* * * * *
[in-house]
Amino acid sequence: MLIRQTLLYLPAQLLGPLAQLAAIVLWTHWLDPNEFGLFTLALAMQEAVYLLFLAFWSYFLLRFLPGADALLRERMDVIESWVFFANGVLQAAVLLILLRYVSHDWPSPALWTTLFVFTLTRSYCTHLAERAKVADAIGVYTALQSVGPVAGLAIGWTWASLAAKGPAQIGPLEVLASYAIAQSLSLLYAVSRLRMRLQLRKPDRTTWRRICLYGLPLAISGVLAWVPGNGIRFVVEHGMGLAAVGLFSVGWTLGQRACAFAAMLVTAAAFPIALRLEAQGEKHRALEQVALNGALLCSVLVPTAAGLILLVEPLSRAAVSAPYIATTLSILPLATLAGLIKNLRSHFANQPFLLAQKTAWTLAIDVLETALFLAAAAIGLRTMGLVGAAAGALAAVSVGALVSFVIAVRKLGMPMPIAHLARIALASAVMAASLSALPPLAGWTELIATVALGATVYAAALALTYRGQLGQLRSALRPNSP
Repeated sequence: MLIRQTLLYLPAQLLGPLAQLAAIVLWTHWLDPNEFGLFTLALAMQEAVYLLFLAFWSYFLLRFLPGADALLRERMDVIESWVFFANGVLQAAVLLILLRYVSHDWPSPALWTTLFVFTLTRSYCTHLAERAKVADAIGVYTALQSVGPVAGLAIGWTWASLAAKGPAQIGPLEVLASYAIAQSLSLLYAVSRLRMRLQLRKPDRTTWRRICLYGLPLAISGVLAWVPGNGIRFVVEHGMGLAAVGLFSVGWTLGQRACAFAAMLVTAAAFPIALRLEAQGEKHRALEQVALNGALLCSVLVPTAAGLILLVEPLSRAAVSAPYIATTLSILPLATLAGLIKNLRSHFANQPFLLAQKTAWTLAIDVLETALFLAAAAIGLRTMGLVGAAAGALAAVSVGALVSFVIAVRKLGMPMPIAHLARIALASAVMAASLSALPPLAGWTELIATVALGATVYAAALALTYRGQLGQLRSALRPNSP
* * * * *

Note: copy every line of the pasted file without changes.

[in-house]
Amino acid sequence: MLIRQTLLYLPAQLLGPLAQLAAIVLWTHWLDPNEFGLFTLALAMQEAVYLLFLAFWSYFLLRFLPGADALLRERMDVIESWVFFANGVLQAAVLLILLRYVSHDWPSPALWTTLFVFTLTRSYCTHLAERAKVADAIGVYTALQSVGPVAGLAIGWTWASLAAKGPAQIGPLEVLASYAIAQSLSLLYAVSRLRMRLQLRKPDRTTWRRICLYGLPLAISGVLAWVPGNGIRFVVEHGMGLAAVGLFSVGWTLGQRACAFAAMLVTAAAFPIALRLEAQGEKHRALEQVALNGALLCSVLVPTAAGLILLVEPLSRAAVSAPYIATTLSILPLATLAGLIKNLRSHFANQPFLLAQKTAWTLAIDVLETALFLAAAAIGLRTMGLVGAAAGALAAVSVGALVSFVIAVRKLGMPMPIAHLARIALASAVMAASLSALPPLAGWTELIATVALGATVYAAALALTYRGQLGQLRSALRPNSP
Repeated sequence: MLIRQTLLYLPAQLLGPLAQLAAIVLWTHWLDPNEFGLFTLALAMQEAVYLLFLAFWSYFLLRFLPGADALLRERMDVIESWVFFANGVLQAAVLLILLRYVSHDWPSPALWTTLFVFTLTRSYCTHLAERAKVADAIGVYTALQSVGPVAGLAIGWTWASLAAKGPAQIGPLEVLASYAIAQSLSLLYAVSRLRMRLQLRKPDRTTWRRICLYGLPLAISGVLAWVPGNGIRFVVEHGMGLAAVGLFSVGWTLGQRACAFAAMLVTAAAFPIALRLEAQGEKHRALEQVALNGALLCSVLVPTAAGLILLVEPLSRAAVSAPYIATTLSILPLATLAGLIKNLRSHFANQPFLLAQKTAWTLAIDVLETALFLAAAAIGLRTMGLVGAAAGALAAVSVGALVSFVIAVRKLGMPMPIAHLARIALASAVMAASLSALPPLAGWTELIATVALGATVYAAALALTYRGQLGQLRSALRPNSP